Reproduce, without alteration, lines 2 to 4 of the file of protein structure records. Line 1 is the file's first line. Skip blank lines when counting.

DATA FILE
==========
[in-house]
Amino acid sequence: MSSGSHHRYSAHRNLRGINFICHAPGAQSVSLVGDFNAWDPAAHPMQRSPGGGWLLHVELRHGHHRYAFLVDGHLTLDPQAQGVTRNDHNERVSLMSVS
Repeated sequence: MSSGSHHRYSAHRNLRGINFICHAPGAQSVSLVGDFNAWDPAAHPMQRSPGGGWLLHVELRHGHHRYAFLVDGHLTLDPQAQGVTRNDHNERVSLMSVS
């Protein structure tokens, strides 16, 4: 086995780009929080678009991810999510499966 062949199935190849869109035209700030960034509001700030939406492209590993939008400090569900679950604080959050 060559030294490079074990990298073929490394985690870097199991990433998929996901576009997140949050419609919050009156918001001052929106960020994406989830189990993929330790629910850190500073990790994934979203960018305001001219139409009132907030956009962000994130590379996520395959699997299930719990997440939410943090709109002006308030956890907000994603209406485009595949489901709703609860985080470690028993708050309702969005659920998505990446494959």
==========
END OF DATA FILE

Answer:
Amino acid sequence: MSSGSHHRYSAHRNLRGINFICHAPGAQSVSLVGDFNAWDPAAHPMQRSPGGGWLLHVELRHGHHRYAFLVDGHLTLDPQAQGVTRNDHNERVSLMSVS
Repeated sequence: MSSGSHHRYSAHRNLRGINFICHAPGAQSVSLVGDFNAWDPAAHPMQRSPGGGWLLHVELRHGHHRYAFLVDGHLTLDPQAQGVTRNDHNERVSLMSVS
């Protein structure tokens, strides 16, 4: 086995780009929080678009991810999510499966 062949199935190849869109035209700030960034509001700030939406492209590993939008400090569900679950604080959050 060559030294490079074990990298073929490394985690870097199991990433998929996901576009997140949050419609919050009156918001001052929106960020994406989830189990993929330790629910850190500073990790994934979203960018305001001219139409009132907030956009962000994130590379996520395959699997299930719990997440939410943090709109002006308030956890907000994603209406485009595949489901709703609860985080470690028993708050309702969005659920998505990446494959």